A lawsuit alleges that plainclothes Honolulu Police Department officers surrounded a man at a gas station and fired at least 20 rounds at him, killing him without justification.

The complaint filed Tuesday by attorney Eric Seitz on behalf of Raynette Kahalehoe accuses HPD of negligence and assault and battery in her son Michael Kahalehoe’s death in November 2019.

According to the lawsuit, Kahalehoe was driving on Nov. 12, 2019 with one passenger when five plainclothes officers began following him after matching the vehicle with the description of a car stolen several days earlier.

The plainclothes officers allegedly followed Kahalehoe as he pulled into a gas station and never called for backup from police officers in marked patrol vehicles.

Instead, the lawsuit claims that the officers surrounded the vehicle with Kahalehoe in the driver’s seat and drew their firearms.

According to the lawsuit, the officers did not announce themselves or identify themselves as they approached and surrounded the vehicle.

“Finding himself suddenly surrounded late at night by five unidentified individuals driving unmarked cars with guns drawn, Kahalehoe started the Vehicle,” the complaint states.

A lawsuit claims that plainclothes officers shot a suspect in 2019 without justification. Fotalia

The officers allegedly then opened fire on Kahalehoe, firing over 20 rounds and striking him at least 12 times, once in the head, once in the forearm, with the remaining ten bullets in his chest and torso.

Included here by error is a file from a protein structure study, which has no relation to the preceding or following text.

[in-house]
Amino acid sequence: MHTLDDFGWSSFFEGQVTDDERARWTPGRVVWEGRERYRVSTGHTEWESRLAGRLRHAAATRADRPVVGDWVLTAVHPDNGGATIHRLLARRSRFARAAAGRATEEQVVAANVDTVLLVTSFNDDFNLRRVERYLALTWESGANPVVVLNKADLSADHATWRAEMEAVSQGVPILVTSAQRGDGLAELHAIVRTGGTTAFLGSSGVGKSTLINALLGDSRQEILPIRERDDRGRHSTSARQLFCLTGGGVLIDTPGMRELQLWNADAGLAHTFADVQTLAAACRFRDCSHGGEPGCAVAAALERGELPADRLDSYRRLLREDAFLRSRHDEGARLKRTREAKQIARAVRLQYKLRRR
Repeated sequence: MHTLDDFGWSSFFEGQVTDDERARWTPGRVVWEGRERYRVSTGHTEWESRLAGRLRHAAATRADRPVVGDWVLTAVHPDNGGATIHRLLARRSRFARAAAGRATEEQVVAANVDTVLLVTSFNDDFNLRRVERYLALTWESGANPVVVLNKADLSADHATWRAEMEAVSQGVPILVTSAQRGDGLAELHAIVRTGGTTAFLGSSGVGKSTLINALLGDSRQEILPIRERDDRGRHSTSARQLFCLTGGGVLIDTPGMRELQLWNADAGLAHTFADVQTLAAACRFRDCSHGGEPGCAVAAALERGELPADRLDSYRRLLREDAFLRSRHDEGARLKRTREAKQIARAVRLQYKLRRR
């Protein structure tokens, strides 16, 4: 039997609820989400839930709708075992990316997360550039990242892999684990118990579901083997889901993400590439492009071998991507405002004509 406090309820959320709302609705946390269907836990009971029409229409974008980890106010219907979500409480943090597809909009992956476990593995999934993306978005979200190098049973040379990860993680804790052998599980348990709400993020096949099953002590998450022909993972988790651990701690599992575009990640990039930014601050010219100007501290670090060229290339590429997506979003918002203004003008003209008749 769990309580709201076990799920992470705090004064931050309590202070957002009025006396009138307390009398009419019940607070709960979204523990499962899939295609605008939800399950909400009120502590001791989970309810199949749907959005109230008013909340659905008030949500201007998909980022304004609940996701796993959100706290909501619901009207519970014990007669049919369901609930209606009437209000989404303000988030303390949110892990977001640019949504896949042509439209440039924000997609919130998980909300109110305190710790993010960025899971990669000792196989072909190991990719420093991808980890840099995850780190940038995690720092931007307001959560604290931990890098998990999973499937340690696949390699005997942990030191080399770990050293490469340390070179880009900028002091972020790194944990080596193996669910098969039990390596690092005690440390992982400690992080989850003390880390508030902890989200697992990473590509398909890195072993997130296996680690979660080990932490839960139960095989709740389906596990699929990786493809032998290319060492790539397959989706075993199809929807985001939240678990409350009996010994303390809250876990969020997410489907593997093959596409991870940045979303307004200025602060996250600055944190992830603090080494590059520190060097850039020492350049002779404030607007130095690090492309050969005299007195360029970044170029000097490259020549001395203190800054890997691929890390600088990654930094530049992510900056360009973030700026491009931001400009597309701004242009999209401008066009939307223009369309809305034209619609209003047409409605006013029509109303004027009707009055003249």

The car had a manual transmission so when Kahalehoe was struck by the gunfire, the vehicle lurched forward, according to the lawsuit.

Following the incident, then-Honolulu Police Chief Susan Ballard “falsely claimed that the Vehicle grazed one of the officers and rammed police vehicles and that the Plainclothes Officer Defendants fired their weapons in self defense,” the complaint claimed.

“From our standpoint, again, it’s another case of the police getting out in violation of their rules and shooting into a car,” Seitz said. “Of course they claimed the car moved in some manner and of course they claim that caused some danger to them, but if they put themselves in positions of danger, that’s not applicable.”

In a statement, HPD spokeswoman Michelle Yu said, “We will be working with the city’s Corporation Counsel to address the allegations. All officer-involved shootings are reviewed by the HPD, Prosecutor’s Office and Law Enforcement Independent Review Board.”

Help power our public service journalism

As a local newsroom, Civil Beat has a unique public service role in times of crisis.

That’s why we’re committed to a paywall-free website and subscription-free content, so we can get vital information out to everyone, from all communities.

We are deploying a significant amount of our resources to covering the Maui fires, and your support ensures that we can pivot when these types of emergencies arise.

Make a gift to Civil Beat today and help power our nonprofit newsroom.

About the Author